What Happens When The Cloud Abandons You

The world of online services may be convenient, but there is always a risk of such services doing something your locally installed software won't: drop off the face of the Earth at a moment's notice.

That is the scenario OfficeDrop users are now facing, after receiving word last Friday that the five-year-old online collaboration and storage service would no longer be around after May 5.

"We know that many of you have come to depend on OfficeDrop to store and share your files in the cloud," a notice to users from OfficeDrop CEO Prasad Thammineni read, "Regrettably, we will not be able to offer OfficeDrop as a standalone service anymore and will be discontinuing it permanently as of May 5th, 2013."

The wording of the notice was specific: OfficeDrop as a company is not going away, just the service to its users. After reaching out to Thammineni over the weekend, he explained the situation.

"Recently we signed an agreement to sell OfficeDrop to another Cloud Storage player. We will be closing soon and will announce more details as to who the acquirer is and other related information," Thammineni responded to inquiries about the nature of the service's ending.

"Unfortunately, [the] acquirer has decided to not continue offering the OfficeDrop service and instead will integrate the product, technology and team with theirs and market it through their channels," he added.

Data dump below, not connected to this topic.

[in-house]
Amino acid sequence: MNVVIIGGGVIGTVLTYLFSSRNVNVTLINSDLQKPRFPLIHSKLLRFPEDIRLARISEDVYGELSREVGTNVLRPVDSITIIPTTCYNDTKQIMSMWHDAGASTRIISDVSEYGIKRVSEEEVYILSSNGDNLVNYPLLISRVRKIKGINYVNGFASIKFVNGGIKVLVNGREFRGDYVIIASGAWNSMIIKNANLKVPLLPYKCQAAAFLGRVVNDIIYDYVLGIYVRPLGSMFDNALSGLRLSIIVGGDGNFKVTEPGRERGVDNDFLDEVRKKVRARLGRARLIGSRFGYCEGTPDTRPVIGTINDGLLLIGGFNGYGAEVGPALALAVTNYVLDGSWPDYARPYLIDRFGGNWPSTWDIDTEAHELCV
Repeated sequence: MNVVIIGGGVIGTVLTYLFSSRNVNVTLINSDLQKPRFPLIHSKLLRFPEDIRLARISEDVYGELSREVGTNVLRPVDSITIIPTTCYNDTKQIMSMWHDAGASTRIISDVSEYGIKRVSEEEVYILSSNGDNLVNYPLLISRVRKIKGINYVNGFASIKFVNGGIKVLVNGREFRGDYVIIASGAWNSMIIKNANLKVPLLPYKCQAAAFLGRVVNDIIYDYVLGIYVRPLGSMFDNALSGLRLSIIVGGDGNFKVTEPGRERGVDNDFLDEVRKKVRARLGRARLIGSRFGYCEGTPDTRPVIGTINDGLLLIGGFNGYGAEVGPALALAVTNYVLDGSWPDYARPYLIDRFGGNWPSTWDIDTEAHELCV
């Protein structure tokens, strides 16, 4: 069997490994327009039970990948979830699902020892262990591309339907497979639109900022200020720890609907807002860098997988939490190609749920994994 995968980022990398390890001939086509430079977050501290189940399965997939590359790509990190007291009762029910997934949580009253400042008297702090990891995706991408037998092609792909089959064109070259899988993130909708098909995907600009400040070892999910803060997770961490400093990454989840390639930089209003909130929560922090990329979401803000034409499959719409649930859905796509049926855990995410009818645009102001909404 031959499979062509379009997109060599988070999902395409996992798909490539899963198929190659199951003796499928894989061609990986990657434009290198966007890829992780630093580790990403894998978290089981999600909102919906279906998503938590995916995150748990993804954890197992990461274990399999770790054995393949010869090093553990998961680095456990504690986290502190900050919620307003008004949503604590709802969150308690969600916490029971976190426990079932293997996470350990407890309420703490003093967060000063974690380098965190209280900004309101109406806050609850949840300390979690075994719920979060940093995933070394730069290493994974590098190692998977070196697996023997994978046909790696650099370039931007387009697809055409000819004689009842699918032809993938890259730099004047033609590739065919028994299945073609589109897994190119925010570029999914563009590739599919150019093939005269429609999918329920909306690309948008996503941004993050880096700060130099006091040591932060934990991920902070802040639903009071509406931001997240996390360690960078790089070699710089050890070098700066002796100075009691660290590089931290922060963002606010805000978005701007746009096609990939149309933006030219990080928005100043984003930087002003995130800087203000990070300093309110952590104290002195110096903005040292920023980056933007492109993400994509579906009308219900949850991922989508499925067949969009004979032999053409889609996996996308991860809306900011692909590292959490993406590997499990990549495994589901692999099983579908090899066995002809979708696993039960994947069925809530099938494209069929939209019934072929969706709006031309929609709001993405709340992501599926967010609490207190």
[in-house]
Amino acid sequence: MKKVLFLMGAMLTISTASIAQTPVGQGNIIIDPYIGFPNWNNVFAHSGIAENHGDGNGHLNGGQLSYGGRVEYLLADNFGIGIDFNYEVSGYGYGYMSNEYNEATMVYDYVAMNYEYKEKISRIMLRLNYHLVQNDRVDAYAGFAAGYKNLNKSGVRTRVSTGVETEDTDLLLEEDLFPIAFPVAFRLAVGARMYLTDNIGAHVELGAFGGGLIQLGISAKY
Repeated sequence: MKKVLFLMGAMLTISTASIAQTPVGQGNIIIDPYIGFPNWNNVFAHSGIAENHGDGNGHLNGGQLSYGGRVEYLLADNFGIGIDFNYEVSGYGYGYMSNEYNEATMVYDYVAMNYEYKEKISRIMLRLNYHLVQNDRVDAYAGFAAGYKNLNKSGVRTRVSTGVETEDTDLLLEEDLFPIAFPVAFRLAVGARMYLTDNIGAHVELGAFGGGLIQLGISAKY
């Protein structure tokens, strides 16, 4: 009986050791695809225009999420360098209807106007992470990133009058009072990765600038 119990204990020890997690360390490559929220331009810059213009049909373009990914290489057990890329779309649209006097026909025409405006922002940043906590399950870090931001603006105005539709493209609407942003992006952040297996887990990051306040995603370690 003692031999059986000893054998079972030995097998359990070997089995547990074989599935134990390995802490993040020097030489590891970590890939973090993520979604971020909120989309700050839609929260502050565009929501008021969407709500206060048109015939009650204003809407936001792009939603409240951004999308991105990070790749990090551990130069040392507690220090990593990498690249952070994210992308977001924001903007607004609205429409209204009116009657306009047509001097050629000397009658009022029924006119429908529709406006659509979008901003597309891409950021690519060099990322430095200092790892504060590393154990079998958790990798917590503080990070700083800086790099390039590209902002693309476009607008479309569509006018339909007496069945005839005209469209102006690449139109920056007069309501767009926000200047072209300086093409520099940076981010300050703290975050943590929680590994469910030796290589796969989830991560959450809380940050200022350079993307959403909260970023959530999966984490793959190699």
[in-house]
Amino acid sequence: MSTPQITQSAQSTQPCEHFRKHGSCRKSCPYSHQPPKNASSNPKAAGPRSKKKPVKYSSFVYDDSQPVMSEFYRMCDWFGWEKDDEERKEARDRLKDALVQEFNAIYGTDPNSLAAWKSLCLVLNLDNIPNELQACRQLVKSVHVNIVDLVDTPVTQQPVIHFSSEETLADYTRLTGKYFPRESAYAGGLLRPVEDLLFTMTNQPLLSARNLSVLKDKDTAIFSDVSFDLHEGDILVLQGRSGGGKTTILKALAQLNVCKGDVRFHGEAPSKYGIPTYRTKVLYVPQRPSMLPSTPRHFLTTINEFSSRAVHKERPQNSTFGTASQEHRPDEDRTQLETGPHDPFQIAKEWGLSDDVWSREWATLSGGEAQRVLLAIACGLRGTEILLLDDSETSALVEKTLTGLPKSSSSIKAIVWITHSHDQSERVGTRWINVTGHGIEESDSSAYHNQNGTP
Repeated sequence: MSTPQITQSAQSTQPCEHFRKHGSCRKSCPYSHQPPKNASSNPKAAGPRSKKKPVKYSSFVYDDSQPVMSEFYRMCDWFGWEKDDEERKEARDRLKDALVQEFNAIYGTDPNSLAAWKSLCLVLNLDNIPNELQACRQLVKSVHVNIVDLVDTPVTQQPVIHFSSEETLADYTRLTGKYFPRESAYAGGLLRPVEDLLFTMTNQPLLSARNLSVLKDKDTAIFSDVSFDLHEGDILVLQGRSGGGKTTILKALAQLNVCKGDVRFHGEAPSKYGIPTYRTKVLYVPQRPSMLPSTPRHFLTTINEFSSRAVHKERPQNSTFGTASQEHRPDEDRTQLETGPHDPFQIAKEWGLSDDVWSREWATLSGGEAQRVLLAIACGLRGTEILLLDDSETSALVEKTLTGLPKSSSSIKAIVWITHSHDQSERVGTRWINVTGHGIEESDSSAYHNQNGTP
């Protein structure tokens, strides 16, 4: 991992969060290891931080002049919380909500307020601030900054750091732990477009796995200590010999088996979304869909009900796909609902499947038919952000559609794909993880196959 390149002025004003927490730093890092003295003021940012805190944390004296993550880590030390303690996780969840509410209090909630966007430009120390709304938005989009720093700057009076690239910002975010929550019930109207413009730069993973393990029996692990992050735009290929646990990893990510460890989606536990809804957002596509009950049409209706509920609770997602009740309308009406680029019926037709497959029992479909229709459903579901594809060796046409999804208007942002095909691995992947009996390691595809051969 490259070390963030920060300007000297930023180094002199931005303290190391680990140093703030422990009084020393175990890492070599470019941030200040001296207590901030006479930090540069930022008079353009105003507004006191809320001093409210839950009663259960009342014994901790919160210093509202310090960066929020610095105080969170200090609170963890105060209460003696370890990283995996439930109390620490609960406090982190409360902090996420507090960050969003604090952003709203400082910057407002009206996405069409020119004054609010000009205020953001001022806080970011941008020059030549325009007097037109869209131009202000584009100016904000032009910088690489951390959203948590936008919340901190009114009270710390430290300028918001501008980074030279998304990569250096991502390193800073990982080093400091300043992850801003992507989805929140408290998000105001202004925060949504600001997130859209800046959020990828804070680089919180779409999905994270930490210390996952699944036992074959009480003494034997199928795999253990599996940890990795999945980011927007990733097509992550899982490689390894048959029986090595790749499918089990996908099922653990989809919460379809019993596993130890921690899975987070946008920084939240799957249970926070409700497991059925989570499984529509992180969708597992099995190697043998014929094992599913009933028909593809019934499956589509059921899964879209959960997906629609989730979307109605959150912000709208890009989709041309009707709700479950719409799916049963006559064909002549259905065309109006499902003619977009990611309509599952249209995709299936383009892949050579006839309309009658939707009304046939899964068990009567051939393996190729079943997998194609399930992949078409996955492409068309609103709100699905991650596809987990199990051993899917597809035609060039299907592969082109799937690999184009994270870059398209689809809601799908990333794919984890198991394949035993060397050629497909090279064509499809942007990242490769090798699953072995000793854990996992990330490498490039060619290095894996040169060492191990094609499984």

According to the notice sent to OfficeDrop users, billing for OfficeDrop has stopped, and refunds are being issues when applicable. The notice urges all files be downloaded as soon as possible, because "they will be securely and permanently deleted as of May 6th, 2013."

What OfficeDrop Users Will Be Missing

OfficeDrop has seen some critical success over the years, with many reviewers appreciating the capability of iOS and Android apps that could take a picture of a document and then save a file in the cloud as a searchable PDF using optical character recognition. Think Evernote, with big side of Dropbox, and you get the idea.

The service has been aimed at small- to medium-sized businesses (SMBs), but this experience may leave a poor taste in OfficeDrop users' mouths. Given the just 16-day notice they received and the hard stop for their files' existence on the cloud-based service, (a hard stop that falls on a Sunday, which will probably make for a blown weekend for quite a few people), this could put SMBs with potentially limited IT resources in a bind.

After all, downloading the documents will be relatively simple, but finding a place to store them and enable users the same kind of access could be tricky for a local platform. After all, it's the very availability of files that makes the cloud so attractive to customers in the first place. Storage is easy - access is hard.

Vanishing Like A Cloud

In the days before cloud, acquisitions and consolidations happened between software companies all the time. But even when Company A swallowed Company B and discontinued B's software product line, devout users of B's software could still keep using that software - albeit unsupported - until they could figure out what move to make next.

For cloud services, the timing of service shutdowns is no longer decided by the users… it's the service provider who calls the shots.

As online services continue to pop up with some new feature or convenience, it is not unexpected that we will see more of these kinds of consolidations happen over the coming months. And end users will have to bear the brunt of the inevitable service shutdowns that will follow.

Image courtesy of Shutterstock.